I'd run out of the energy between settlements (a.k.a. bonking), after not having a proper breakfast. The problem stems back to the lingo again. When planning this trip I'd decided to focus on learning Mandarin Chinese, as the expedition will be in China the longest and potentially be dealing with tricky situations traveling through Tibet. So the Thai language didn't get a look in. The upshot of this is that finding food to eat in the more remote villages here in Thailand is proving harder than I originally imagined. The food is there. The trouble is getting one's hands on it.

This morning I thought I was ordering a boiled egg, bread and cup of tea from the little roadside foodstall that I stopped at. I ended up with a raw egg in a glass and a bowl of hot water with what looked suspiciously like grass floated around in it. Roll on the day when one can insert a language chip into a USB slot in the back of one's head and instantly speak the local language.


Posted at 1:52 AM | Comments (1)

June 24, 2006

Wobbling up the East Coast

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Longitude: N: 08°22'98.
Latitude: E: 099°58’32.
Miles from Singapore: 919

This entry is dedicated to my pirate princesses Jade and Hannah in Singapore. Hello girls - hope you're well and doing OK! One day I hope you find your treasure too...

The southeast coast of Thailand has been a little disappointing in terms of scenery. I suppose I associated the word 'Thailand' with instant shanghri-la. Hmmm, the danger of preconceptions. The people have been very friendly though and I get lots of waves and hellos along the roadside from roadbuilders to schoolchildren who expect a response and won't quit yelling until they get one. So much so that I've become quite ambidextrous in handling the bike, one hand being off the handlebar at any one time returning the greetings.

Everynow and then, just as I'm getting a little bored and wondering if I shouldn't have taken the busier, but reputedly prettier, west coast route, I round a corner and come face to face with some incredible Buddhist edifice or shrine that boggles my mind with its size and elaborate detail. They seem so incongruous with the simplicity of the pastoral surroundings that they almost seem comical. But it does say something for how commited the locals here are to their Buddhist religion.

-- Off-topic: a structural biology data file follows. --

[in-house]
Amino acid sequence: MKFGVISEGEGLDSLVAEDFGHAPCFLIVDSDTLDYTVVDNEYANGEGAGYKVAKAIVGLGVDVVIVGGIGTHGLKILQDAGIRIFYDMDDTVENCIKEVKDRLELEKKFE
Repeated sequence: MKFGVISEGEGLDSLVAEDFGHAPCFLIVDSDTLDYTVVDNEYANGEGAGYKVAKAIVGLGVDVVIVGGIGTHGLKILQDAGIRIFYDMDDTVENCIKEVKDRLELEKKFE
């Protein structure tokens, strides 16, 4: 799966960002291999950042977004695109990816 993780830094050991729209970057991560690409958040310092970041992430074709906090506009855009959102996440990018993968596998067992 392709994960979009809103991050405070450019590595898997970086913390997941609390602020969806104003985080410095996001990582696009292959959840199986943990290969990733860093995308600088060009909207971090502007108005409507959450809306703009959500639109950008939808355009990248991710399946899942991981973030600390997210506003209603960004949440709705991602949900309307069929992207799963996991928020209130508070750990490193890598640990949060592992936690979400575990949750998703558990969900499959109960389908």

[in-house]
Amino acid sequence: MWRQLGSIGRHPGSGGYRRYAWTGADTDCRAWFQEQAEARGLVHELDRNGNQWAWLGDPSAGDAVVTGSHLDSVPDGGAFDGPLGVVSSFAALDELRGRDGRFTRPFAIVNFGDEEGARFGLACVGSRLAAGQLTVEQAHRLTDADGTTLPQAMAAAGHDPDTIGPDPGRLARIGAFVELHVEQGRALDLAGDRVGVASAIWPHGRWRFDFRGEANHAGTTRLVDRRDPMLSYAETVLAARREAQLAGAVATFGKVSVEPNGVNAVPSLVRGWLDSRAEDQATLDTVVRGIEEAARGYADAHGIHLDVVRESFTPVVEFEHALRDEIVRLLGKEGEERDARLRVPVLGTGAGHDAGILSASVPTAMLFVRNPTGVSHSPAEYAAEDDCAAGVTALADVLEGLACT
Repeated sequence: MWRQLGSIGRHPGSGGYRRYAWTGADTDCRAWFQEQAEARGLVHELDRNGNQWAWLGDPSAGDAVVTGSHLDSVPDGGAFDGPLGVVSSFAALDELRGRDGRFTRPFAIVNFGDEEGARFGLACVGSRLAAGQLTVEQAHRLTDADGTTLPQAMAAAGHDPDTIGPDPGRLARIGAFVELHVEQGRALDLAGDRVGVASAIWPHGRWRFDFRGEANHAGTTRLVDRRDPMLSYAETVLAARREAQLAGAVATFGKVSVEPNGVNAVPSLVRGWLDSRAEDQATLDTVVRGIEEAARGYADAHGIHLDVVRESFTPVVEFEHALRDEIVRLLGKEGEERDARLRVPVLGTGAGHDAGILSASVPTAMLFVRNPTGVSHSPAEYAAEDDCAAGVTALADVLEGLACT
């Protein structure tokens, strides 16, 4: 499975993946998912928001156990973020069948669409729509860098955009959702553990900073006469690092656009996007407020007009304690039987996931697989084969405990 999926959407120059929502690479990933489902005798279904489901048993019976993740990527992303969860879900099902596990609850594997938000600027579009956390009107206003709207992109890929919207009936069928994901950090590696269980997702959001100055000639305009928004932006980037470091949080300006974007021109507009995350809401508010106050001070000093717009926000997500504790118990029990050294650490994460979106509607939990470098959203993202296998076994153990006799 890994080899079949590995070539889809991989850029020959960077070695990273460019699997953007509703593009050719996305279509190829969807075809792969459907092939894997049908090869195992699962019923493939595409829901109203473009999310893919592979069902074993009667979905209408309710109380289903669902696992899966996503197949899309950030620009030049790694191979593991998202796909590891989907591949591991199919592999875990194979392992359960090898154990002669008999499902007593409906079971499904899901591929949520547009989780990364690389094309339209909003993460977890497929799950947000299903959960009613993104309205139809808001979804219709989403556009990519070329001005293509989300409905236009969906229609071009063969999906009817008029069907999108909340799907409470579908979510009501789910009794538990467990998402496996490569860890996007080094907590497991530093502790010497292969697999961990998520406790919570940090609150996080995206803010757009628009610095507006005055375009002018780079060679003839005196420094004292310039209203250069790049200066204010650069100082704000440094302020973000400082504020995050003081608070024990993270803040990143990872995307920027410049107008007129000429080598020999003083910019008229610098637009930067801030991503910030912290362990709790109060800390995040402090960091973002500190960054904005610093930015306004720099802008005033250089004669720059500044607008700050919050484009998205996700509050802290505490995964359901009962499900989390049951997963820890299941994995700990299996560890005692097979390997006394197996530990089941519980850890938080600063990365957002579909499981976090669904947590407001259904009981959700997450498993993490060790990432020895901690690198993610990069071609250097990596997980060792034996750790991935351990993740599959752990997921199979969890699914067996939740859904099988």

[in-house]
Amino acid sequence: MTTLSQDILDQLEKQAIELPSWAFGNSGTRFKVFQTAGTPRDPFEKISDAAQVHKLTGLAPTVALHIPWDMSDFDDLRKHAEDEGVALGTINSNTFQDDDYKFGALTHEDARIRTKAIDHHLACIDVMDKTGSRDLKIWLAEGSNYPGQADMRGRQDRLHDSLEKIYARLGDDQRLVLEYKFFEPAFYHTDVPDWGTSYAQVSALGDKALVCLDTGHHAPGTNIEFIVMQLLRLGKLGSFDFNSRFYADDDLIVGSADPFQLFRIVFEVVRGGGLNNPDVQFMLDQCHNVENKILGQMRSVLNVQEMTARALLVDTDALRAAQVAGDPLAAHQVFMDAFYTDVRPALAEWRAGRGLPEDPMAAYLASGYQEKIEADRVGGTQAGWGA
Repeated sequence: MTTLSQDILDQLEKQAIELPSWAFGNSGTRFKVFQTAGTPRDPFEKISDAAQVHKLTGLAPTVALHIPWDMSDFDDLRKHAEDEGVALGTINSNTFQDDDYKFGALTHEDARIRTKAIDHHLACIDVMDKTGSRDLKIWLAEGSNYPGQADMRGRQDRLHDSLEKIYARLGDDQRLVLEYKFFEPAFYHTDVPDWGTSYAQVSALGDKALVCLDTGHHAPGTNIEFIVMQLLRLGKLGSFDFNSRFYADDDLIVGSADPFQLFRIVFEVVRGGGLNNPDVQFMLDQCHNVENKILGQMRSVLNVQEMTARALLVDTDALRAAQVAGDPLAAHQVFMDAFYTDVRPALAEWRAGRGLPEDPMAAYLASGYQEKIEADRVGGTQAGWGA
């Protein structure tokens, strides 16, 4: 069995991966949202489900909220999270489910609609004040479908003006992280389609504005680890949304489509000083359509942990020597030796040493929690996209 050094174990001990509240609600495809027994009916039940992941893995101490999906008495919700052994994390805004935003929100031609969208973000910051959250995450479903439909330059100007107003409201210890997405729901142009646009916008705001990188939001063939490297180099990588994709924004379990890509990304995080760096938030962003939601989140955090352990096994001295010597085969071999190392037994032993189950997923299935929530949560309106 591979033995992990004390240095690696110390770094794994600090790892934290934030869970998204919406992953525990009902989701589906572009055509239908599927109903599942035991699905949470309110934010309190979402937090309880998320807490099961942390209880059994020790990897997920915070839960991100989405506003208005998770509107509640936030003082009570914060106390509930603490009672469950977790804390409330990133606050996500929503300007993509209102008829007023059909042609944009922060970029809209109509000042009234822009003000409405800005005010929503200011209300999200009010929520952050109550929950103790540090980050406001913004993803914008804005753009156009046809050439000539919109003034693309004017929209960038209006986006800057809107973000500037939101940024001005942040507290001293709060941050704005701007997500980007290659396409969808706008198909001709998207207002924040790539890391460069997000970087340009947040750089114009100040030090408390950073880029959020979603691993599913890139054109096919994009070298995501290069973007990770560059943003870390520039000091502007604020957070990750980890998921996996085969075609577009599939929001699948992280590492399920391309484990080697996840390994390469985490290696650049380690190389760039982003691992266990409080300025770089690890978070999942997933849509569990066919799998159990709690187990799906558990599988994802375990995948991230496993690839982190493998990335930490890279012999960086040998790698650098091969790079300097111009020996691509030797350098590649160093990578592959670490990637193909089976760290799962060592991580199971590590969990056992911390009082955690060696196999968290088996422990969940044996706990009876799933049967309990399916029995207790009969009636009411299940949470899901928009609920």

Nothing much else to report, except that yesterday evening as I was biking into Nakhon si Thammarat here I was followed for about 4kms by a 16 year old schoolgirl on a moped. The only things she could say in English were 'I love you' and 'I miss you'. I just focused everything I had on the road ahead and thought of England to avoid wobbling off into the ditch ...


Posted at 5:21 AM

June 22, 2006

Xing into Thailand

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LOCATION: Hat Yai, Thailand
Longitude: N: 6°53'47.
Latitude: E: 100°28’19.
Miles from Singapore: 804

Smooth sailing through the border. I'd be interested to know if anyone can decipher the last thing the immigration officer said to me before exploding into giggles though. It sounded dangerously to me like she didn't wanted me to film her in her birthday suit, or did she? It was one of those questions that you don't want to ask someone to repeat in case they did indeed say what you thought they did the first time. Anyway, very unofficious entry proceedure.

Everything looks and feels much the same as northern Malaysia here, although I am drowning in an ocean of words belonging to a new alphabet that look like hierogliphics: beautiful to look at but must take an age to write anything without your wrist falling off.

Security situation in the south here looks fairly stable at present. Am deliberately skirting the areas of Yala, Pattani and Narathiwat to be on the safe side.


Posted at 4:45 AM | Comments (1)

June 21, 2006

Farewell to Malaysia

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LOCATION: Kangar, Malaysia
Longitude: N: 6°26’66.
Latitude: E: 100°12’22.
Miles This Leg: 720

The good news is that 90% of sight has returned to my right eye. Too bad, I was looking forward to the pirate patch look...

So my time in Malaysia is fast coming to a close here. Only 25kms away is the border with Thailand. A new country, new culture. New sights and sounds...stay tuned.